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                                                  Mailu looks interesting but I’m running all of the same major pieces myself on a $5 VPS. (Plus some other services.) It only has 1G of memory so I can’t really afford the overhead of docker.

                                                  What overhead? It’s just a glorified fork with chroot?

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                                                    I feel like the author didn’t know that SMTP is already a store-and-forward system

                                                    I did in fact know this 🙂 But it’s not enough for my scenario. To expand, my personal self-hosted setup runs off of a machine in my house. It’s possible that if I were outside of the country and something catastrophic happened, it could be offline for an indeterminate amount of time. Possibly weeks. MTAs will stop retrying after some time and bounce the mail. So for my scenario, having a reliable backup MX is crucial.

                                                    I had an interesting discussion on Reddit about exactly this, with some anecdotes about how common MTAs handle downed MX servers: https://reddit.com/r/selfhosted/comments/ogdheh/setting_up_reliable_deliverable_selfhosted_email/h4itjr5

                                                    the backup server can simply be a relay that delivers to your main server and just holds it in a queue when the main server can’t be reached.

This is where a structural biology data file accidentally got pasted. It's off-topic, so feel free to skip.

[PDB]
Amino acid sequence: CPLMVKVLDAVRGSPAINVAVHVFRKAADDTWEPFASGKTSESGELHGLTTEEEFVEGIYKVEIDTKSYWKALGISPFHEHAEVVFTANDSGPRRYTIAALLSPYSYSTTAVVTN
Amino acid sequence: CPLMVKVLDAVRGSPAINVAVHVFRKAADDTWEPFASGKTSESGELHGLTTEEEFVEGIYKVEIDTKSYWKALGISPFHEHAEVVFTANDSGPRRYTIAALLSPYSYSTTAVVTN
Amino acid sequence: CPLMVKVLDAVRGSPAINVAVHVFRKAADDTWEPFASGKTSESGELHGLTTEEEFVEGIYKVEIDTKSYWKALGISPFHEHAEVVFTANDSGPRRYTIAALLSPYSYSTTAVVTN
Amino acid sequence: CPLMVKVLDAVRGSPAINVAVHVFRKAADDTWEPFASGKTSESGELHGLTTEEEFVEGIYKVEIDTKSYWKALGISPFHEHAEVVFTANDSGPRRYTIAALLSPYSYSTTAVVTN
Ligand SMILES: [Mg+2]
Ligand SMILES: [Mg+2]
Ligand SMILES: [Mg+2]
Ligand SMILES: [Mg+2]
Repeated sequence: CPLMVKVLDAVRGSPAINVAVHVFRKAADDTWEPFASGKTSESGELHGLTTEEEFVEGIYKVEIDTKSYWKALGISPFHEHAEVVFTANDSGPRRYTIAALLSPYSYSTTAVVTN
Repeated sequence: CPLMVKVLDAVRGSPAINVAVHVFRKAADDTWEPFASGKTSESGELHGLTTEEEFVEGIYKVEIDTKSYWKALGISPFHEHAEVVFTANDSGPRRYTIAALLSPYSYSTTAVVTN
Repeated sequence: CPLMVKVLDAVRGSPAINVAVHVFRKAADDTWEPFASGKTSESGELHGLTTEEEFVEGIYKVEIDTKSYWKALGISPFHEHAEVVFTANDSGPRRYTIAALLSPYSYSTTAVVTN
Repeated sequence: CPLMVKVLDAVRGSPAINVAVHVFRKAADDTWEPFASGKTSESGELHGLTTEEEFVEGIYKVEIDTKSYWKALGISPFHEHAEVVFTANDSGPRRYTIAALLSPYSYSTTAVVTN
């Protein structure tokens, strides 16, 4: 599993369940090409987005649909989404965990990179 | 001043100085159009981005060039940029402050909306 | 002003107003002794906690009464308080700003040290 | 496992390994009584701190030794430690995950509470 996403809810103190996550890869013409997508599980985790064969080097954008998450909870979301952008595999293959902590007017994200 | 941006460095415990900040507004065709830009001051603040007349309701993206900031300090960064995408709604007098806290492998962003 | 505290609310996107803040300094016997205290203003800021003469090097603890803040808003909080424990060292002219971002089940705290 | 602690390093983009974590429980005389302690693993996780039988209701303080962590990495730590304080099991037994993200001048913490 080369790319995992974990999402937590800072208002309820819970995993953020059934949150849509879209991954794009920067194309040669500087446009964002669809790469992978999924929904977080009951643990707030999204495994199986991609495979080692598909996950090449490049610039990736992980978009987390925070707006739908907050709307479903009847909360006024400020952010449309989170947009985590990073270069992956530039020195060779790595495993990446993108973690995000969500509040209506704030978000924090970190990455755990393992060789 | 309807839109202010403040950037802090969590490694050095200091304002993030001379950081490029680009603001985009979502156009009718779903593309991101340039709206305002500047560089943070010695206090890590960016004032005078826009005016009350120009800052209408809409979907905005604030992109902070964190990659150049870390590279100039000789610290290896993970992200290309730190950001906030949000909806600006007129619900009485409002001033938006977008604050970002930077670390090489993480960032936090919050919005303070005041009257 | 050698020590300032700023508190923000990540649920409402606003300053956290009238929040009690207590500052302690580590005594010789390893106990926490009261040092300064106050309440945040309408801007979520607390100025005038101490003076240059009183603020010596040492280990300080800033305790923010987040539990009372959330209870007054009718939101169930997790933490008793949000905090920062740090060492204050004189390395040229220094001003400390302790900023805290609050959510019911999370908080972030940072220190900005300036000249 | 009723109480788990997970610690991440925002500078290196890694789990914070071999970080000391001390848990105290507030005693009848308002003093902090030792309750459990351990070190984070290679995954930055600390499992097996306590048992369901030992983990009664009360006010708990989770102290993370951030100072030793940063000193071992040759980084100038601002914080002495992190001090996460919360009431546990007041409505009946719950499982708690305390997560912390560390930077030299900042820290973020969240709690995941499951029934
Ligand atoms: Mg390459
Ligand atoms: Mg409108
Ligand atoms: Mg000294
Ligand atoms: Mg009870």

An SMTP relay with a infinite retention time would be a good way to achieve this as well. Though, with Google Workspaces already set up on all my domains, I didn’t want to spend additional effort reconfiguring all my MX records to point to a separate SMTP server, let alone paying for/setting up such a service. So this bonkers IMAP setup was the way for me!

                                                    1. 1

                                                      Historically, spammers would target lower priority MX because they would often not have the anti spam measures configured. It looks like in your scenario you won’t get your own anti spam measures applied, but you will get Google’s, whether you want it or not.

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                                                      It only has 1G of memory so I can’t really afford the overhead of docker.

                                                      I’ve forgotten how much memory my VPS has but it’s not likely more than 2G and I think we are running a couple of Docker containers. Is the daemon really RAM hungry?